Lactose Intolerance

Lactose Intolerance

A person who is lactose intolerant is someone who does not have enough of the enzyme called lactase in their gut. Without lactase, they aren’t able to completely break down lactose, the naturally occurring sugar found in milk. For both babies and mothers, the symptoms of lactose intolerance can be very distressing, but they can also be easily managed.

What is lactose?

Lactose, a carbohydrate, is the sugar found in human breast milk, cows’ milk, goats’ milk, standard formula milks and in milk products. It provides energy, aids absorption of calcium and magnesium, and promotes growth of useful intestinal bacteria.

Before lactose can be absorbed by the body, it must be broken down into its component sugars, glucose and galactose.

In normal digestion lactose is broken down in the small intestine by an enzyme called lactase. A deficiency of this enzyme results in the undigested lactose passing to the large intestine. There it draws water into the bowel and is fermented by natural bacteria to produce acids and gases.

Common symptoms of lactose intolerance

The symptoms of lactose intolerance are caused by the fermentation of lactose in the gut.

Symptoms include: excessive flatulence (wind), bloating and abdominal discomfort, watery diarrhoea, and in infants very acid stools which can cause scalded buttocks. Occasionally constipation can result. Lactose intolerance over time can contribute to poor growth.

Though both lactose intolerance and milk allergy can cause some similar symptoms, and may exist together, lactose intolerance is not a cause of eczema or respiratory symptoms.

Lactase levels

People who produce no lactase, or only low levels of lactase, are said to be lactase deficient. It is extremely rare for an infant to be born with insufficient lactase levels. Human milk is high in lactose and most babies and young children digest lactose well. Ability to digest lactose decreases with age.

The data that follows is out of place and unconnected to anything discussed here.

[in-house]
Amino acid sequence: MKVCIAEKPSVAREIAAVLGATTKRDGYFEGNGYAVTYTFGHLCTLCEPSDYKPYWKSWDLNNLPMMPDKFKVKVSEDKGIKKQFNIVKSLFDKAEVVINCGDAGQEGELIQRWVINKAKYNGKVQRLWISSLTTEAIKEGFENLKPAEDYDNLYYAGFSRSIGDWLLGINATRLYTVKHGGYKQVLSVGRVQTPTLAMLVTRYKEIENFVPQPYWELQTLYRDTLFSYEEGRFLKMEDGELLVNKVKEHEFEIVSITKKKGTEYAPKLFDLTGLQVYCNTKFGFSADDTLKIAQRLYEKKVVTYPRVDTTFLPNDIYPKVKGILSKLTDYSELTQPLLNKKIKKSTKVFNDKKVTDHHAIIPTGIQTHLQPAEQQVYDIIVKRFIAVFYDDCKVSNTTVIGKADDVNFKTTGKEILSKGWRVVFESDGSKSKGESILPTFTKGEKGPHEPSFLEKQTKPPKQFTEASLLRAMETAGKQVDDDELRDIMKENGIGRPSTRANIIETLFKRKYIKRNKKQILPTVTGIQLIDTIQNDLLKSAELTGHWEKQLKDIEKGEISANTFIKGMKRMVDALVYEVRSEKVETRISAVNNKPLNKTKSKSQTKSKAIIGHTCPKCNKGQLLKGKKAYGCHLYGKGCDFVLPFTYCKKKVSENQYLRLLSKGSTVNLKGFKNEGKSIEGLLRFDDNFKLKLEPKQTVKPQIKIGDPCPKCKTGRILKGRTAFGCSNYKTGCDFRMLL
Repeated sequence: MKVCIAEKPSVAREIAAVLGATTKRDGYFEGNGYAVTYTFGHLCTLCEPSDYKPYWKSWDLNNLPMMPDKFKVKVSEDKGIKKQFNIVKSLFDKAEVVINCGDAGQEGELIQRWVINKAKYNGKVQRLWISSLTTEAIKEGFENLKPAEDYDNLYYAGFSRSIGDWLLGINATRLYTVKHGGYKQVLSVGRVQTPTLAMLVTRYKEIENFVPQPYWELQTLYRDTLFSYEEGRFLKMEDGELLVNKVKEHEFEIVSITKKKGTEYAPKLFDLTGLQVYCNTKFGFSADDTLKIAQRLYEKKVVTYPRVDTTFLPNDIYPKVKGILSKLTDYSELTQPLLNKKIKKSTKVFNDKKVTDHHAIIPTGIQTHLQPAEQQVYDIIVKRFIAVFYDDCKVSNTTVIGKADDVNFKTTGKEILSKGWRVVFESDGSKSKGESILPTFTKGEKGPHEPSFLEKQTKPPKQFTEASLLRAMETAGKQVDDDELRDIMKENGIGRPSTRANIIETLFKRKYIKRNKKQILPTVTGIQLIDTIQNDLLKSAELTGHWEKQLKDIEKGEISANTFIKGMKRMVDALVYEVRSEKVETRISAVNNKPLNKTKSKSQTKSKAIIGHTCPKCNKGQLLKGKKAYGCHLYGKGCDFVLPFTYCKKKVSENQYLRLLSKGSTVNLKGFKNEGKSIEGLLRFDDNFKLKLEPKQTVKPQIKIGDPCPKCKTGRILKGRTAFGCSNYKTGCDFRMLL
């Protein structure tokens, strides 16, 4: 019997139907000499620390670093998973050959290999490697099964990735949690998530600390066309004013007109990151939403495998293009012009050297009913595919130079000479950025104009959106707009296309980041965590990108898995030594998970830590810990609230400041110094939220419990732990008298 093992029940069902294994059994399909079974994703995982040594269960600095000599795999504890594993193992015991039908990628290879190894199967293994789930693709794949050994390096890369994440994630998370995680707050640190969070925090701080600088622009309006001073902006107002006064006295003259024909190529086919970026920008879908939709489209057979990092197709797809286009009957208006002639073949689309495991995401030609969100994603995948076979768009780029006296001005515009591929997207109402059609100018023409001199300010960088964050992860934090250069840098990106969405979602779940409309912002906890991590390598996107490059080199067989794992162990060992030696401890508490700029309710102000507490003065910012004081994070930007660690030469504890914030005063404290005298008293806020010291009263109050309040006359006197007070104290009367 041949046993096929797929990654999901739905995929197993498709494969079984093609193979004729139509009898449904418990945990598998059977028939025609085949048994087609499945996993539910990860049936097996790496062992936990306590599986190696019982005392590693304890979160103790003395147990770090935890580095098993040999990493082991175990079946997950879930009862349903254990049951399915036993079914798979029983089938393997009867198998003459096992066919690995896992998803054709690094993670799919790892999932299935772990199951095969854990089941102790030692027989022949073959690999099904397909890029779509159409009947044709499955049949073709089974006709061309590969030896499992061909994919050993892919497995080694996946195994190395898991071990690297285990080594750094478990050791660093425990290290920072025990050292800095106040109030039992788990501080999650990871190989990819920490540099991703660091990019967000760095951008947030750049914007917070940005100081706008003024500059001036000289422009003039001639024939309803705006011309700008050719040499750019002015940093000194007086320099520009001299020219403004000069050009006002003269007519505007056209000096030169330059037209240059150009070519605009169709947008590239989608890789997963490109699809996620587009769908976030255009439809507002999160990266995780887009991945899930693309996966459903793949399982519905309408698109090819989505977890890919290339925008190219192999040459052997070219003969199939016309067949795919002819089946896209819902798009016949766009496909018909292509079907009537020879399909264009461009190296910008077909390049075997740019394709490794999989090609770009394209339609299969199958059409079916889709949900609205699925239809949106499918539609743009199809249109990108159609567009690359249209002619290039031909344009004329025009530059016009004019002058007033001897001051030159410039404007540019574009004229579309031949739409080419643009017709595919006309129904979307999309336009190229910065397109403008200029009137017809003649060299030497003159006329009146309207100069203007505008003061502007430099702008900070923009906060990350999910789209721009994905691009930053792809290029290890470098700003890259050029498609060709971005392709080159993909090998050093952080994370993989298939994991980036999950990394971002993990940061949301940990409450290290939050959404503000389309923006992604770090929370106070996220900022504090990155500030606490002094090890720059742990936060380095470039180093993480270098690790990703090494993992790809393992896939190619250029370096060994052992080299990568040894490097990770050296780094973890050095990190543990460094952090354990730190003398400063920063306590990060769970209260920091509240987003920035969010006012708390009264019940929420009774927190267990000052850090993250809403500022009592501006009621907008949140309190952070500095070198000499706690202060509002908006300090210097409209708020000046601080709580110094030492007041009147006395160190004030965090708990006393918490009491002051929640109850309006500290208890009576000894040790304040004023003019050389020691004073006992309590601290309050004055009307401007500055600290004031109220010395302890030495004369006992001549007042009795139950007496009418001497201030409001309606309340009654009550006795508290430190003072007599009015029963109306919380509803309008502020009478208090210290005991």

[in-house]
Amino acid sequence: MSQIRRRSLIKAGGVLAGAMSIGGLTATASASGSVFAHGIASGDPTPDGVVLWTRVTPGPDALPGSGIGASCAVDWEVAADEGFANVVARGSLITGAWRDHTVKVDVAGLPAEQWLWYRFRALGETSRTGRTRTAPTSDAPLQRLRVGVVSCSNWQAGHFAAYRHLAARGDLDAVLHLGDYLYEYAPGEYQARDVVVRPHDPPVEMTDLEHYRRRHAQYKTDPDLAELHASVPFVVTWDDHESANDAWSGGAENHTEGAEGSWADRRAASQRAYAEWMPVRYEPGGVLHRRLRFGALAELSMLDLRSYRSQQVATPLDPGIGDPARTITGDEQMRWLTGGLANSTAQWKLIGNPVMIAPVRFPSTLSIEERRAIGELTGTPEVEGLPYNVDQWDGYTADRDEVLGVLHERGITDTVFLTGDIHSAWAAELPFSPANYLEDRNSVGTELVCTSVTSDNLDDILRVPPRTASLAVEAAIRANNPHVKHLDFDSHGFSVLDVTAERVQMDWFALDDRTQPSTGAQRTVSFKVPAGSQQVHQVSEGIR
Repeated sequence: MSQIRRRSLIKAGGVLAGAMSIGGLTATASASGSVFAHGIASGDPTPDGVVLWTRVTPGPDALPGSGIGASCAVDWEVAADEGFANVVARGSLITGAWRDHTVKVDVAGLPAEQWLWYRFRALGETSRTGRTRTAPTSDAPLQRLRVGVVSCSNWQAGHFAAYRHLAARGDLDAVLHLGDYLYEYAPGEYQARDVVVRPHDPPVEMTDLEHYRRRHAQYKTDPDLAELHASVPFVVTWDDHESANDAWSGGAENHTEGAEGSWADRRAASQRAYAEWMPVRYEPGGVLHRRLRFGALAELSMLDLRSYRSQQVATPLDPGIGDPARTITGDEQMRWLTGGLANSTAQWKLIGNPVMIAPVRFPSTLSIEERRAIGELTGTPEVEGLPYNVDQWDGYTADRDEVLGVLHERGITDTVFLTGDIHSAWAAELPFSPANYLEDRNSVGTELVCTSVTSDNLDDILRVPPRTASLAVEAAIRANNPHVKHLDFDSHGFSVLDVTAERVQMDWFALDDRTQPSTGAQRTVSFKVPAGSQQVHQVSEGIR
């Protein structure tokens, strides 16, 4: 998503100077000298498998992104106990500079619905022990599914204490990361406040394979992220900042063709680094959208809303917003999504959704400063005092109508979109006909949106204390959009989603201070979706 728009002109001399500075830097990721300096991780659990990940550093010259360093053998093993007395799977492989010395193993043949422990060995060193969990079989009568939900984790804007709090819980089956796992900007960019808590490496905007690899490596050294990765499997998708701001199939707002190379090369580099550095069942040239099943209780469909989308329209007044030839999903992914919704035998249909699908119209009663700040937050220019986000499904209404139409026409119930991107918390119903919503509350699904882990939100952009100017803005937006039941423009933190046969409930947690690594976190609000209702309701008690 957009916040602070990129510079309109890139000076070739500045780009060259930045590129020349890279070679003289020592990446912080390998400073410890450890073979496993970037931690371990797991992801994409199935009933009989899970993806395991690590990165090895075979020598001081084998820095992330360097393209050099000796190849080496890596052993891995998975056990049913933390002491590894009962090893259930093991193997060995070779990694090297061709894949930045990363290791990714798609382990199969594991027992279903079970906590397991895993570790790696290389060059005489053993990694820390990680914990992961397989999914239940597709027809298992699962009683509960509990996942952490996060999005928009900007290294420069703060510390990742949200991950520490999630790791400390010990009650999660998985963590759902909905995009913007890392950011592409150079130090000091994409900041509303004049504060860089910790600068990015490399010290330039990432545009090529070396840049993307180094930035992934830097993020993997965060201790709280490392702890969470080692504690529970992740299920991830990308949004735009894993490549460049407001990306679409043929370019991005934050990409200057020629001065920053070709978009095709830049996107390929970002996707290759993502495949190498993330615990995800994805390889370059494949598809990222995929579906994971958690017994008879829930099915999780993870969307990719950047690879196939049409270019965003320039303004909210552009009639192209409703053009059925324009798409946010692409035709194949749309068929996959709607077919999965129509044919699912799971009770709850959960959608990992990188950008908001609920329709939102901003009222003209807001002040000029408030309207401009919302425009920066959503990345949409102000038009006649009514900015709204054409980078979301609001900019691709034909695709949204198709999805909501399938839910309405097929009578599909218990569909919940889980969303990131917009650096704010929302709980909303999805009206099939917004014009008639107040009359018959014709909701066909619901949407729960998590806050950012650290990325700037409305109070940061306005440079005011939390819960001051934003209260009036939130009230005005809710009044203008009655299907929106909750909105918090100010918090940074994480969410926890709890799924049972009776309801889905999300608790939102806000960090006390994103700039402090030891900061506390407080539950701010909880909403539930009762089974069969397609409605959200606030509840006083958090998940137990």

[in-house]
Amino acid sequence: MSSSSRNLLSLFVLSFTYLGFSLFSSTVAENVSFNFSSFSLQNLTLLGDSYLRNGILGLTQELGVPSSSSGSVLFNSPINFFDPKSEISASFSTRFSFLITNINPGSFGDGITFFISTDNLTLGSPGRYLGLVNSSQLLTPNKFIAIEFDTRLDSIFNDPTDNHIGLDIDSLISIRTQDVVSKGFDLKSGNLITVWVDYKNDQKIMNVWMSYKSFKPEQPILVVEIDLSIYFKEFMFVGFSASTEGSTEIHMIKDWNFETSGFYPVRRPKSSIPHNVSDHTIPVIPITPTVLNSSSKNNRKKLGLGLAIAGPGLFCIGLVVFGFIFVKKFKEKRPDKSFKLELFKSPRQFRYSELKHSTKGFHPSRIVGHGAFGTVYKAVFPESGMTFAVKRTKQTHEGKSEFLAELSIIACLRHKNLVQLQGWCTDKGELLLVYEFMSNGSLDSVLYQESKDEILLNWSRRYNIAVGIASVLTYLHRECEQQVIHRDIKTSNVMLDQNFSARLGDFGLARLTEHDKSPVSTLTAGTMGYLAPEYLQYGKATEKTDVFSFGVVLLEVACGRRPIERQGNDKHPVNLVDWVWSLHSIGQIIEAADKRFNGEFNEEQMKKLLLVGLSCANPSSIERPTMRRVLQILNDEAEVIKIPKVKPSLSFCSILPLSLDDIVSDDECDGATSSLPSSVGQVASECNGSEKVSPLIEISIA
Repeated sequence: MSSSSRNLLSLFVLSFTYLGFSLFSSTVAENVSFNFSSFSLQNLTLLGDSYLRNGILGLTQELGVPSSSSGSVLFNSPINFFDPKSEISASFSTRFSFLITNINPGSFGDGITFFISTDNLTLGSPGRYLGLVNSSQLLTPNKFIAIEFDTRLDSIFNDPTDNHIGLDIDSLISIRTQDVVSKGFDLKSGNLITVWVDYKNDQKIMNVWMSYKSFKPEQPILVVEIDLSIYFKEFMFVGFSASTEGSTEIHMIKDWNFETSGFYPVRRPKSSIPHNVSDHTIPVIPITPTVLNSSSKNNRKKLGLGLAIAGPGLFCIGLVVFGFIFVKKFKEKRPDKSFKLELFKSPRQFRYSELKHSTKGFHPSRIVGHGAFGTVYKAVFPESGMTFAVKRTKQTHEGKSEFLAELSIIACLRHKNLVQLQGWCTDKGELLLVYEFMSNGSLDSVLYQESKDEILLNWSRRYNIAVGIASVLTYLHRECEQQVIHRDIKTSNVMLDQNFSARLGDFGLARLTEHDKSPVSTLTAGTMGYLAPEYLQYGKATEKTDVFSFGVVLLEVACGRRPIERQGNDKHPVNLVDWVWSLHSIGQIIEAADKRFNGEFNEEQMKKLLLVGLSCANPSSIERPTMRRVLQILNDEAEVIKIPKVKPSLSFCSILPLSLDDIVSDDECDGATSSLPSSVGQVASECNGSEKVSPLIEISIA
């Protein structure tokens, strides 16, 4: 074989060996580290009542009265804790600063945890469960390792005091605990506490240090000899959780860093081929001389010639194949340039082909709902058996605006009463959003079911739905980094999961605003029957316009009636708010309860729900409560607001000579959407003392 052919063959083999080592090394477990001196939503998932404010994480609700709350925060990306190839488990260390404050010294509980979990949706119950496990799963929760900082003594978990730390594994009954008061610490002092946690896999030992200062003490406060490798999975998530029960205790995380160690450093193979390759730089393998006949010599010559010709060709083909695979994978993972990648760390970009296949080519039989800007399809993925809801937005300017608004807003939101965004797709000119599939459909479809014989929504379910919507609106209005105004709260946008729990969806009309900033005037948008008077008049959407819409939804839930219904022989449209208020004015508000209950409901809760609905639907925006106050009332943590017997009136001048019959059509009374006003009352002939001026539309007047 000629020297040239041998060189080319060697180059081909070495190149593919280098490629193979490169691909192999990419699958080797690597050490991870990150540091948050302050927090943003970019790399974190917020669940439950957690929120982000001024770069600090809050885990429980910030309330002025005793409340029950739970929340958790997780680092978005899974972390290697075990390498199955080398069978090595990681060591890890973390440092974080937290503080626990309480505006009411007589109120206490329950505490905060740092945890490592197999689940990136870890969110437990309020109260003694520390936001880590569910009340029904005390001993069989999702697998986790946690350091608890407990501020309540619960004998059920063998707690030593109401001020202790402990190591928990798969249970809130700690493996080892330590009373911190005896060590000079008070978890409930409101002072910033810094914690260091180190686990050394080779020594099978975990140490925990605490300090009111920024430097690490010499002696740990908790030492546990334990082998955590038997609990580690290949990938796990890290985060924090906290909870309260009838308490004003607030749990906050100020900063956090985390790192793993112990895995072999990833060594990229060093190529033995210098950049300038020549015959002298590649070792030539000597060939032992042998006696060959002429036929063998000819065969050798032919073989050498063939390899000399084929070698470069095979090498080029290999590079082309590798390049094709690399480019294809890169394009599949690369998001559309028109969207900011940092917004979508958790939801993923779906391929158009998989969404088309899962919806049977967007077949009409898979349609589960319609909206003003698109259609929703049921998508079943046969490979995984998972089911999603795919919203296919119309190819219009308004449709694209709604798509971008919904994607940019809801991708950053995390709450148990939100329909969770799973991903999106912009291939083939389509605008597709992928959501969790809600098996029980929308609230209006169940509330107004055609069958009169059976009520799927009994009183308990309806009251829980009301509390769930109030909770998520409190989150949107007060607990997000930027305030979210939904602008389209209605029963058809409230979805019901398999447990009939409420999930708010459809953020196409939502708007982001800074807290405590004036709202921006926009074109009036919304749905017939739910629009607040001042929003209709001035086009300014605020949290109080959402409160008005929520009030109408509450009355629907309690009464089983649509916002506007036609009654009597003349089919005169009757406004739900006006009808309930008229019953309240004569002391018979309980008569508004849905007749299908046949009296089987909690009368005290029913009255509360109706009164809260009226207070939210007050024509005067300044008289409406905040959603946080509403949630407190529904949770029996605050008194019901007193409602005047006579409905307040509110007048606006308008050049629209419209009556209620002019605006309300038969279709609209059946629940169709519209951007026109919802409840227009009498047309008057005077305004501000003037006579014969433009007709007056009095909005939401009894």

Why does a deficiency of lactase occur?

Most lactose intolerance in infants is termed secondary, usually occurring after an intestinal infection. Lactase is produced on the surface cells of the small intestine’s lining. If the lining is damaged, lactase is the first enzyme to be lost. Some causes of damage are: acute gastroenteritis, particularly rotavirus, giardia, protein allergy and intolerances, bowel surgery, untreated coeliac disease, and some antibiotics.

Secondary lactose intolerance is usually only temporary and in time lactase levels return to normal.

Treatment for Baby or Toddler

Be guided by your doctor or paediatrician. For breast fed babies diagnosed with secondary lactose intolerance, continued breast feeding is usual in all but severe or prolonged cases. For formula-fed infants, a lactose-free cows’ milk-based formula such as Karicare De-Lact is usually recommended. Soy formula contains no lactose and is an option for older children. But changing an infant of under six months to soy formula in secondary lactose intolerance means introducing a new protein to a damaged gut and risks development of allergy to soy protein.

Remember that all baby’s solid foods should also be lactose-free. Read food labels and avoid foods containing milk. Lactose-free formula or long-life lactose-free milk can be used in cooking for babies over eight months.

A gradual return to normal drinks can be tried after about four weeks. Introduce one bottle of lactose-containing formula on the first day, two on the second day, and so on, until the usual feeding routine has been re-established. When reintroducing milk products, begin with small amounts of those lowest in lactose.

About Eleanor Harris

Hi, there. It's my blog about nutritional solutions. I post the most helpful content in this topic ❤️ I got master degree 4 years ago at University of Otago in Dunedin, New Zealand. Now i work for Danone as Nutrition Executive

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